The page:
Deconstructing the Myth of the Melting Pot
Reimagining the histories that we've been taught
I often find myself wondering what it was like to move through the world before there were border controls that delineated who was “legal” and who was not.
Was it a free-for-all of open borders that allowed people to invent and reinvent themselves, unshackled by documentation, legalities and bureaucracy? Did it make it safer to move through the world without the clandestine, dangerous journeys that even in our modern world imperil people as they flee war zones and economic instability? Or were there other systems of power and control instead?
I recently reached out to Dr. Akram Khater to help me think through some of these questions, particularly when it comes to the earlier Syrian ( aka modern-day Lebanese, Palestinian, and Syrian) migrations to the United States. As the head of the Moise A. Khayrallah Center for Lebanese Diaspora Studies at North Carolina State University, Dr. Khater has studied several generations of our migrations around the world, including the ones at the turn of the twentieth century that many fourth generation Arab-Americans trace their roots back to today.
Like so many who grew up in the United States, I grew up romanticizing this generation of immigrants—something that we might be as conditioned to do as we are conditioned to pledge allegiance to the flag. We learn about steamships and Ellis Island, tenements on the Lower East Side and the foundations of the Great American “melting pot” that makes the rest of the world raise an eyebrow as we sincerely tell them that we are not American, but rather 1/4 Irish, or 1/8 Japanese.
Dr. Khater quickly made sure that I knew that many of these early immigrants had a difficult time as well—often swindled and taken advantage of along the journey, then only seen as valuable for the back-breaking labor that they were expected to perform when they arrived.
“No one talks about the psychological impact, the physical toll on their bodies,” he said, sharing that, similar to today, there is evidence that there were increased rates of heart disease, diabetes and other diseases associated with stress in immigrant communities.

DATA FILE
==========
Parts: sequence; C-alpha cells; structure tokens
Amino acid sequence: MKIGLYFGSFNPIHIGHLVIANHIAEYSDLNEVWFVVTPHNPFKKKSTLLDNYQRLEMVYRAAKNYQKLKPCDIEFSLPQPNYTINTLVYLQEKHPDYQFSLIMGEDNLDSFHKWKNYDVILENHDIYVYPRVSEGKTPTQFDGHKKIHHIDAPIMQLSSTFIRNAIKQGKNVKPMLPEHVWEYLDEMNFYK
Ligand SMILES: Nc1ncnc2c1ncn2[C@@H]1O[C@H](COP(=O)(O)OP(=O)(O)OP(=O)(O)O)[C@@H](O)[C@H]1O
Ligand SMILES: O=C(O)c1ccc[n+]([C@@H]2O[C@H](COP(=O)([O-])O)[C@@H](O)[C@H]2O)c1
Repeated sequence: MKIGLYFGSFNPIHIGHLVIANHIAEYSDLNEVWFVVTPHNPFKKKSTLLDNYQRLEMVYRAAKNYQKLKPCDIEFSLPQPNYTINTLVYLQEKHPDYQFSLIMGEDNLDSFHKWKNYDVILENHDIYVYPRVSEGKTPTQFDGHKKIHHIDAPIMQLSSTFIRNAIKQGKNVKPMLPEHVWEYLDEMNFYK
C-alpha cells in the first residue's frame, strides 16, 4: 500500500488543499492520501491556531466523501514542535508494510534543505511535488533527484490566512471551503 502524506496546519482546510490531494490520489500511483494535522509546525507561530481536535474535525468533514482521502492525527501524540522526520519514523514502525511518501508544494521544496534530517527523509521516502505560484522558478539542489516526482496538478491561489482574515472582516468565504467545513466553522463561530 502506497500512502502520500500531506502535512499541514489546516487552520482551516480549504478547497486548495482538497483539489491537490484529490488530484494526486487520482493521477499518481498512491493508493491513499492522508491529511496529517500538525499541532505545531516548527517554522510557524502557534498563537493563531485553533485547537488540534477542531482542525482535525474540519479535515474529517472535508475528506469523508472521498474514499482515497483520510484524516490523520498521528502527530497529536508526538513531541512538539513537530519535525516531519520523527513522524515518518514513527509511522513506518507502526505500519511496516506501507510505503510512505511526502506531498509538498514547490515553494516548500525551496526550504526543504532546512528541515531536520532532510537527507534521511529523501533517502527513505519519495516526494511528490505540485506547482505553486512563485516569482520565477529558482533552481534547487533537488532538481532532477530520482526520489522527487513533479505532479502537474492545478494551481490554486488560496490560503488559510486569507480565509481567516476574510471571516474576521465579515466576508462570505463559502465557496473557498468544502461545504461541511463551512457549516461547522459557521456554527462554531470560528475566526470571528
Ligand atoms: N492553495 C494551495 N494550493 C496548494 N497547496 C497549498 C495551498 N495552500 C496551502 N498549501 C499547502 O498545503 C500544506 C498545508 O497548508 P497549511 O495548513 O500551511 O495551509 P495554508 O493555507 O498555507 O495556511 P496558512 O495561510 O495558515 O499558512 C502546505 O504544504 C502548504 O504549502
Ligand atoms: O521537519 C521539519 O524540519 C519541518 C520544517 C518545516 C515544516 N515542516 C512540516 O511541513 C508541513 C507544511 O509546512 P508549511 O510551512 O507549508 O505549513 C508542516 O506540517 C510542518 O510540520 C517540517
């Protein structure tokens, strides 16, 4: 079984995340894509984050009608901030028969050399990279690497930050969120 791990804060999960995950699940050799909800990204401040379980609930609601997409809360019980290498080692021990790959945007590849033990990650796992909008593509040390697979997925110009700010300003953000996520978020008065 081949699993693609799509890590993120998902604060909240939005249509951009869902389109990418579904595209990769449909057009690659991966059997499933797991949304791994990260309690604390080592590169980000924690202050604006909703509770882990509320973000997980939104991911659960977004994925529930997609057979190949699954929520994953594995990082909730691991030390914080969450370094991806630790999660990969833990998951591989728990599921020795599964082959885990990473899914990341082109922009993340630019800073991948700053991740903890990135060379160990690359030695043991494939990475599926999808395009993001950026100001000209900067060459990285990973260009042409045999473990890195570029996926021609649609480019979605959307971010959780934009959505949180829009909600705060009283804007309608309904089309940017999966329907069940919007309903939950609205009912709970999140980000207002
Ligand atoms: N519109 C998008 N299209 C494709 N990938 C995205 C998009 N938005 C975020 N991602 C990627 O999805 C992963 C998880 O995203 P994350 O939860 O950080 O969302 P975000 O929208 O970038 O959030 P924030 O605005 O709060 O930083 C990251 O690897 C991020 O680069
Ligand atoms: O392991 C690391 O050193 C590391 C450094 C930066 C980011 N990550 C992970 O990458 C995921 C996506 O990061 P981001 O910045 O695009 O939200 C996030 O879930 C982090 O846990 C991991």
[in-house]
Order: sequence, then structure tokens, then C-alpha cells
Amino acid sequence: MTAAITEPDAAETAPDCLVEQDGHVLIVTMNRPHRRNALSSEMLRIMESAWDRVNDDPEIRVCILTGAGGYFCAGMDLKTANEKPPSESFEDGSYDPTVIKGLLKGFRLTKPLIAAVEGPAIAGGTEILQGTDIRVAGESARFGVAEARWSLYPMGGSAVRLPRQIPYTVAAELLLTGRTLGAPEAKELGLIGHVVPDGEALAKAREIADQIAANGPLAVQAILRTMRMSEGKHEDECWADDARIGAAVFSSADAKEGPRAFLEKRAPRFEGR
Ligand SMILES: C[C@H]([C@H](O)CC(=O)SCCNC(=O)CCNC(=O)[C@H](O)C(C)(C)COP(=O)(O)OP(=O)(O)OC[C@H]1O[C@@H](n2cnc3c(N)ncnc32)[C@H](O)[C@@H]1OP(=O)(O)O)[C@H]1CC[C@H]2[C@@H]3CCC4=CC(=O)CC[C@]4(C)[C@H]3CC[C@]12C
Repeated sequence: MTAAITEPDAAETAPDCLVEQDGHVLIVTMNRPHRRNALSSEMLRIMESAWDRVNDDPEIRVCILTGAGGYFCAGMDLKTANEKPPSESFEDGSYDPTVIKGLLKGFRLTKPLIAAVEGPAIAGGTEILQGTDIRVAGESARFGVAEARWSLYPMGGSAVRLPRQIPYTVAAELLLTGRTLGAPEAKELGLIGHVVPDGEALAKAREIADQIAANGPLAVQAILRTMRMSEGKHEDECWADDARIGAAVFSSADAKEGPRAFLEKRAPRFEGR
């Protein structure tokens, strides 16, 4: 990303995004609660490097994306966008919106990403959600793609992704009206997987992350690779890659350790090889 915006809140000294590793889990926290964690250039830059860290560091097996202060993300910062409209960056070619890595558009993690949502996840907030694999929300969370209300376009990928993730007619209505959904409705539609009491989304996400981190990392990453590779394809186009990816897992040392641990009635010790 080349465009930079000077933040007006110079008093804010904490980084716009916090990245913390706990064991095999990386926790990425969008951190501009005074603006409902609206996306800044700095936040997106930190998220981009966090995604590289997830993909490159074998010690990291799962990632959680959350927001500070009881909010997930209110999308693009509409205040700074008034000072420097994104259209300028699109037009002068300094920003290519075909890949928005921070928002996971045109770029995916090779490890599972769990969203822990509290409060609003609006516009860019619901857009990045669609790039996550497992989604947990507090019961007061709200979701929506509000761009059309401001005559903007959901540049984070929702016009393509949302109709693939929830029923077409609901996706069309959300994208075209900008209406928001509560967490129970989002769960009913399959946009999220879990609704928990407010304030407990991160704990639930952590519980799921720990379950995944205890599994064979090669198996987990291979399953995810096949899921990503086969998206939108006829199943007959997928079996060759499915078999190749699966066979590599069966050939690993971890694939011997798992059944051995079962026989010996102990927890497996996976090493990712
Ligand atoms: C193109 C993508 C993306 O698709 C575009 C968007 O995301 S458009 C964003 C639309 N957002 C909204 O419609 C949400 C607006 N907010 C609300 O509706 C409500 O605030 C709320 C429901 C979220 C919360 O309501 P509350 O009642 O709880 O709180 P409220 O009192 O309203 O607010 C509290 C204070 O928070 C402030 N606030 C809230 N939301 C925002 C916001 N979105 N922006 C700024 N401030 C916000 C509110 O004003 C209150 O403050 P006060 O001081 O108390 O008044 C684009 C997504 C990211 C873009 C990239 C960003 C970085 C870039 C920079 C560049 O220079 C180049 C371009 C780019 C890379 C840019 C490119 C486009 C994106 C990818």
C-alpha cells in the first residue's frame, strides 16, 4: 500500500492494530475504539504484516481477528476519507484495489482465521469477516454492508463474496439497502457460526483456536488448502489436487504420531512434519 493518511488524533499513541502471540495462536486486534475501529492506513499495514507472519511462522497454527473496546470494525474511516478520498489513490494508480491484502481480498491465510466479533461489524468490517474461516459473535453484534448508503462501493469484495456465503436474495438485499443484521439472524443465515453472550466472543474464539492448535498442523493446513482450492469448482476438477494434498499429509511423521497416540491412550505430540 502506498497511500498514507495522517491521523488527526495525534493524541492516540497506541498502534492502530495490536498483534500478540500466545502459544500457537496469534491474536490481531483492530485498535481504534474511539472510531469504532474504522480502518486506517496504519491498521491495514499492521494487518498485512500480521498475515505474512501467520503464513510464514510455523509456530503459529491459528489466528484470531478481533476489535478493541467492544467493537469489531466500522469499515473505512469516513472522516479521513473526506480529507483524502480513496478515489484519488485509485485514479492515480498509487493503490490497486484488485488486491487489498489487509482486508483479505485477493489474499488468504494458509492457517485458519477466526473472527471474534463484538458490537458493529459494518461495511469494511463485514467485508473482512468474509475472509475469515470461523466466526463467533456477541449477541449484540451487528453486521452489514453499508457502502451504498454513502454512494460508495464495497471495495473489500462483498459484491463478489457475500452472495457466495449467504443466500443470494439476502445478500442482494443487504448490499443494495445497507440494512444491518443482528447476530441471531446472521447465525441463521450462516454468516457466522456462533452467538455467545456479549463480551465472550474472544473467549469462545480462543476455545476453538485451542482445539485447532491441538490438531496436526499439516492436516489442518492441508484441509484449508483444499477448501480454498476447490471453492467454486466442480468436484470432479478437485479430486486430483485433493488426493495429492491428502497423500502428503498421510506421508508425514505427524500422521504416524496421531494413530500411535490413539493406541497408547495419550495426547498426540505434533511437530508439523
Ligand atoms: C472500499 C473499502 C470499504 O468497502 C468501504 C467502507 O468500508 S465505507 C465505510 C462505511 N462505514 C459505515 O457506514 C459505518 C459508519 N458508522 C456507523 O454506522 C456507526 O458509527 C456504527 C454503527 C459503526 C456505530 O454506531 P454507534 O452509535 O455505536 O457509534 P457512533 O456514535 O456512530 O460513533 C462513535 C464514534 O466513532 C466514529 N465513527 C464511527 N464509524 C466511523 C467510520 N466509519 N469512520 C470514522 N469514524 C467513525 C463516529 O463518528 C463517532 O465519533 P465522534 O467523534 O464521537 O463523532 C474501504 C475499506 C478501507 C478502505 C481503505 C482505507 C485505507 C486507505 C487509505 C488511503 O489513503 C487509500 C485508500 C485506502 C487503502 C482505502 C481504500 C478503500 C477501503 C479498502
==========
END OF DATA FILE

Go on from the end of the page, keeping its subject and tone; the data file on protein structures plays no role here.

While the psychological impact is almost always more difficult to quantify, homesickness and the demands of adhering to the system of a new country almost certainly took its toll.
“We hear stories of people who would travel more than one hundred miles just to hear a mass in Arabic and smell incense,” said Dr. Khater, speaking to the great lengths that new immigrants would go to create a fleeting feeling of home.
“It was not easy—they had to speak a different language, dress differently, behave differently. That is what this word means, to assimilate,” he continued, pointing out that this definition, or perhaps, expectation, completely ignores the possibilities that can happen when two cultures encounter one another and can make something new.
“It is asking you to go out of your body and be someone different, so that the people around you are comfortable—you have to make them comfortable,” he elaborated, pointing out that history often whitewashes the violence and sorrow of the pressure to assimilate.
“It doesn’t acknowledge that people then—as now—had to fight to maintain a sense of who they are as they tried to belong.”
Perhaps there were not (yet) the violently discriminatory border controls that there are today, but their racist foundation was clearly in place, obvious in the ways that it had being wielded to push Indigenous people off of their land, and enslave Black people to build a new world for White (Anglo-Saxon, Protestant) people, and demand that anyone not born into the dominant class conform to fit its culture and values. It has always been easier for some to “pass” than others, and for the immigrants of yesteryear it was no different. Those who could—particularly those from the distant countries of the Levant—did their best to be categorized as white, simply because the new world had established itself as a white man’s world.
As long as we’re on the subject of deconstructing the idealized notions of the “Great American Melting Pot,” I just started reading Harsha Walia’s Border and Rule: Global Migration, Capitalism and the Rise of Racist Nationalism, and couldn’t recommend it more. She criticizes liberal platitudes such as “we’re all from somewhere” and “America is a melting pot” as ignoring Indigenous and Black Americans’ experiences, and instead demands that borders are understood as an extension of this kind of institutionalized white supremacy in a way that can only be described as mind-blowing and perfectly argued.
Meanwhile in today’s world, Vice President Kamala Harris—you know, the daughter of Jamaican and Indian immigrants—recently visited Guatemala, only to tell anyone so much as thinking of coming to the United States not to come. It was a moment that shows the limits of (superficially) representative politicians, and the hypocrisy of the Democratic Party when deciding who should and shouldn’t have the right to cross our borders—a trait that should not be at all surprising, given that the Obama administration is still to blame for deporting the highest number of people of any presidential administration.
It is almost as if white supremacy and xenophobia go deeper than who is or isn’t in office, and it is on us to be critical of how borders enforce these ideas and impact human beings no matter what.
PS: If you enjoyed the snippets of my conversation with Dr. Khater, and would listen to these kinds of interviews as little podcasts, drop me an e-mail and I’ll work on making that happen.